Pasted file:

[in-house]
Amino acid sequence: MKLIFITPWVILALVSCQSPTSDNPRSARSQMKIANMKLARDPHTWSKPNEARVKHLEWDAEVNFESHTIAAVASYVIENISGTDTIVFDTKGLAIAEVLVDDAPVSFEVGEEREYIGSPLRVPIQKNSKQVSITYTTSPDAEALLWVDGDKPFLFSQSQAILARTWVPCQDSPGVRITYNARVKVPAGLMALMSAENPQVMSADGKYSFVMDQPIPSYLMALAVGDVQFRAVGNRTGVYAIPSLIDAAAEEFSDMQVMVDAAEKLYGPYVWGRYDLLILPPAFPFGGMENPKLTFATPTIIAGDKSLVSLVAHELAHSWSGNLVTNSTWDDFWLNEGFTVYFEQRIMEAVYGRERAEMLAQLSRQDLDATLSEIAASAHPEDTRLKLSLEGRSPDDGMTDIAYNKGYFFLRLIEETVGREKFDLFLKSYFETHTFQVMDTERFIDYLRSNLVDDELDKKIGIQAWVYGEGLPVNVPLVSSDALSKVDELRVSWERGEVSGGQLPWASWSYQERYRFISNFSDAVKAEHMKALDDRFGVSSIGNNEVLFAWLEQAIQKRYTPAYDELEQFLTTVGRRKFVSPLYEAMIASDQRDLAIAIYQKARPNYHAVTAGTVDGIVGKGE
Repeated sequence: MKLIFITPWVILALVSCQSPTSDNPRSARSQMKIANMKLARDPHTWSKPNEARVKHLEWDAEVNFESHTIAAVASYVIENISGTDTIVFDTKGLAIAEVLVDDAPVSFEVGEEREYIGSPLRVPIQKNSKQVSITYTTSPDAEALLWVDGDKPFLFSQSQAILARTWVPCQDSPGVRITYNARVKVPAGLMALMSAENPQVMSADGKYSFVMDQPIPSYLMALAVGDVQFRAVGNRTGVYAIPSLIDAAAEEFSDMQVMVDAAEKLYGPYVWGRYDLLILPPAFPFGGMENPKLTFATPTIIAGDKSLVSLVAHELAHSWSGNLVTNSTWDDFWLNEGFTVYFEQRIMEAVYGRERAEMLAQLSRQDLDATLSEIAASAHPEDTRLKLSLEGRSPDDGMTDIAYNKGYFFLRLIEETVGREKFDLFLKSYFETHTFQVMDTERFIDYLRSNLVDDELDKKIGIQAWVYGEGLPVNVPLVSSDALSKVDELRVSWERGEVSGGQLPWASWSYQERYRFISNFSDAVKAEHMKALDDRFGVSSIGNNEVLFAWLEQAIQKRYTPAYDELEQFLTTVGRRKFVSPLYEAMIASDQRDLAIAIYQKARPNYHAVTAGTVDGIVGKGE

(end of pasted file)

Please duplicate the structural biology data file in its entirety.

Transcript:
[in-house]
Amino acid sequence: MKLIFITPWVILALVSCQSPTSDNPRSARSQMKIANMKLARDPHTWSKPNEARVKHLEWDAEVNFESHTIAAVASYVIENISGTDTIVFDTKGLAIAEVLVDDAPVSFEVGEEREYIGSPLRVPIQKNSKQVSITYTTSPDAEALLWVDGDKPFLFSQSQAILARTWVPCQDSPGVRITYNARVKVPAGLMALMSAENPQVMSADGKYSFVMDQPIPSYLMALAVGDVQFRAVGNRTGVYAIPSLIDAAAEEFSDMQVMVDAAEKLYGPYVWGRYDLLILPPAFPFGGMENPKLTFATPTIIAGDKSLVSLVAHELAHSWSGNLVTNSTWDDFWLNEGFTVYFEQRIMEAVYGRERAEMLAQLSRQDLDATLSEIAASAHPEDTRLKLSLEGRSPDDGMTDIAYNKGYFFLRLIEETVGREKFDLFLKSYFETHTFQVMDTERFIDYLRSNLVDDELDKKIGIQAWVYGEGLPVNVPLVSSDALSKVDELRVSWERGEVSGGQLPWASWSYQERYRFISNFSDAVKAEHMKALDDRFGVSSIGNNEVLFAWLEQAIQKRYTPAYDELEQFLTTVGRRKFVSPLYEAMIASDQRDLAIAIYQKARPNYHAVTAGTVDGIVGKGE
Repeated sequence: MKLIFITPWVILALVSCQSPTSDNPRSARSQMKIANMKLARDPHTWSKPNEARVKHLEWDAEVNFESHTIAAVASYVIENISGTDTIVFDTKGLAIAEVLVDDAPVSFEVGEEREYIGSPLRVPIQKNSKQVSITYTTSPDAEALLWVDGDKPFLFSQSQAILARTWVPCQDSPGVRITYNARVKVPAGLMALMSAENPQVMSADGKYSFVMDQPIPSYLMALAVGDVQFRAVGNRTGVYAIPSLIDAAAEEFSDMQVMVDAAEKLYGPYVWGRYDLLILPPAFPFGGMENPKLTFATPTIIAGDKSLVSLVAHELAHSWSGNLVTNSTWDDFWLNEGFTVYFEQRIMEAVYGRERAEMLAQLSRQDLDATLSEIAASAHPEDTRLKLSLEGRSPDDGMTDIAYNKGYFFLRLIEETVGREKFDLFLKSYFETHTFQVMDTERFIDYLRSNLVDDELDKKIGIQAWVYGEGLPVNVPLVSSDALSKVDELRVSWERGEVSGGQLPWASWSYQERYRFISNFSDAVKAEHMKALDDRFGVSSIGNNEVLFAWLEQAIQKRYTPAYDELEQFLTTVGRRKFVSPLYEAMIASDQRDLAIAIYQKARPNYHAVTAGTVDGIVGKGE